Arctic Yearbook 2014 - Page 311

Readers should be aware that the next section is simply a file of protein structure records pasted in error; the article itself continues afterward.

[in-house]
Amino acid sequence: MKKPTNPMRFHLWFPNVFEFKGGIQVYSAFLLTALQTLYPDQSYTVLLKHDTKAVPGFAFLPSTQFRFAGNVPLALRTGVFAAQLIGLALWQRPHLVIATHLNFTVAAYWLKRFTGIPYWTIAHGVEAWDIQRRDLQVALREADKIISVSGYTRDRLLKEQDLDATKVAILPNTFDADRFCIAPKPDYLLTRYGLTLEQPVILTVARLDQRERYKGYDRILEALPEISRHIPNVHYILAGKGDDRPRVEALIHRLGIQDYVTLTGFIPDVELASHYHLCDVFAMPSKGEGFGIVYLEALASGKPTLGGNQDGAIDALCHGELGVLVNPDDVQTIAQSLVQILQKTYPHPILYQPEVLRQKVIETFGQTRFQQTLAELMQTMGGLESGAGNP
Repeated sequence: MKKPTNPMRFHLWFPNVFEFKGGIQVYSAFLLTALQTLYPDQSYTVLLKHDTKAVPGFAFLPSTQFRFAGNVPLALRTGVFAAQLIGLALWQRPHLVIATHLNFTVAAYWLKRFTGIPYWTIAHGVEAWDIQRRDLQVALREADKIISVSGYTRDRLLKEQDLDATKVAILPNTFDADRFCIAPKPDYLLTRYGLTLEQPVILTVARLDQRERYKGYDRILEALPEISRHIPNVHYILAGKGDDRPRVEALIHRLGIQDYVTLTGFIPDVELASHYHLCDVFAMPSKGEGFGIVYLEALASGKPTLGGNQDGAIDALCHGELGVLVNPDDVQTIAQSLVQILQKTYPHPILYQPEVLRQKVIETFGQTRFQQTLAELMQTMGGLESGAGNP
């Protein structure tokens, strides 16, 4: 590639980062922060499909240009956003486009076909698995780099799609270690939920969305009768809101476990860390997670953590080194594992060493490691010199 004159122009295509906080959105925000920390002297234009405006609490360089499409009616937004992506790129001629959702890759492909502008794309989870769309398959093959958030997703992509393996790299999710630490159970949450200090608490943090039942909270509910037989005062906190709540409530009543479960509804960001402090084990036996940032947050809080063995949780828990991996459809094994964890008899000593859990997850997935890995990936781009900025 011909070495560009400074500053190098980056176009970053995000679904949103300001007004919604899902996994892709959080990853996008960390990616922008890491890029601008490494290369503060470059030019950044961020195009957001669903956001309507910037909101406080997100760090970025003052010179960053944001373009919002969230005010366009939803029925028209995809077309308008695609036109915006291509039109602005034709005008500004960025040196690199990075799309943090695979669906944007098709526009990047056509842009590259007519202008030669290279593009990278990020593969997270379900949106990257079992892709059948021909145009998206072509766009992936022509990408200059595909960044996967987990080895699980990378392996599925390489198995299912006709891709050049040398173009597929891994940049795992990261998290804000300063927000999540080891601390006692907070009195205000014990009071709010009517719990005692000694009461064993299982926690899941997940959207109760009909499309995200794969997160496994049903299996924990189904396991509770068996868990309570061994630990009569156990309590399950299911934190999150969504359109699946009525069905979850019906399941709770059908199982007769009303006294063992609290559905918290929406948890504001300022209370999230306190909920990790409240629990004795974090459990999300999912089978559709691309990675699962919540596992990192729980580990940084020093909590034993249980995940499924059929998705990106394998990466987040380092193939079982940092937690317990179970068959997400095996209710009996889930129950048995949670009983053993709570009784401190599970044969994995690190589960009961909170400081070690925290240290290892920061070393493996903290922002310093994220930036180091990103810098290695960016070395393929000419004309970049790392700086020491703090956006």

311 Arctic Yearbook 2014   Development of the Arctic project, we organized a workshop with 11 stakeholders representing governmental organisations (City of Rovaniemi, Metsähallitus – Finnish Forrest and Park Service, Centre for Economic Development, Transport and Environment ELY), entrepreneurs, the Finnish reindeer herders association and Sámi and research organisations (Finnish Forest Research Institute, University of Lapland). The goal of the workshop was to promote discussions and to propose recommendations that governance and policy leaders in northern land use should take into account, especially at EU and national levels. The identified recommendations are, in this paper, framed in terms of how they contribute to building socio-natural capital in northern land use. The workshop participants identified four key recommendations on how sustainability of northern land use could be enhanced: (1) enhancing public participation; (2) institutionalizing indigenous rights; (3) increasing two-way knowledge sharing; and (4) increasing the role of social impact assessments in land use planning. These recommendations correspond rather well to the identified gaps in socionatural capital based on previous research. This increases the reliability of the identified challenges and related proposals, as examinations of both the previous research literature and stakeholder consultations led to similar results. Furthermore, the project mapped stakeholder views through an online questionnaire assessing the sustainability of northern land use. The respondents (n=13) were stakeholders from research institutes, NGOs, state agencies, EU officials and representatives of industry. The questionnaire results were clustered in relation to the four recommendations, and insights from the questionnaires were used to inform and enrich the discussions on the four recommendations. The recommendations and critical issues identified by stakeholders were also incorporated in the final report “Strategic Assessment of Development of the Arctic, Assessment Conducted for the European Union”, which was launched in September 2014. The collected empirical material for this article is not extensive enough to draw representative conclusions on the sustainability of land use in the north – an area composed of diverse sub-regions. We cope with this shortcoming in two ways: by also reviewing existing literature particularly focusing on reindeer herding, land use and sustainability in northern Finland; and by utilising the innovative framework of socio-natural capital to explain and explore the issues underpinning sustainable land use. Thus, despite the rather small amount of empirical material, we feel able to make relevant observations and conclusions contributing to the literature and outlining important issues that can be applied in practice to enhance sustainable land use in the north, especially from reindeer herders’ perspectives. Reindeer Herding, Other Land Uses and Gaps Regarding Socio-Natural Capital The European northern landscape is often multifunctional, including land uses such as reindeer herding, tourism, energy development, mining, nature conservation, forestry and hunting. Here we focus on reindeer herding and its relations to other land uses. Reindeer herding is a rather extensive land user that requires vast areas. It is a traditional way to use the land, having economic, symbolic and cultural values, and is also used in tourism marketing. Reindeer herding is often believed to be able to co-exist with other land use activities. However, this has also meant that reindeer herders in Sarkki, Latola, Jokinen & Stepien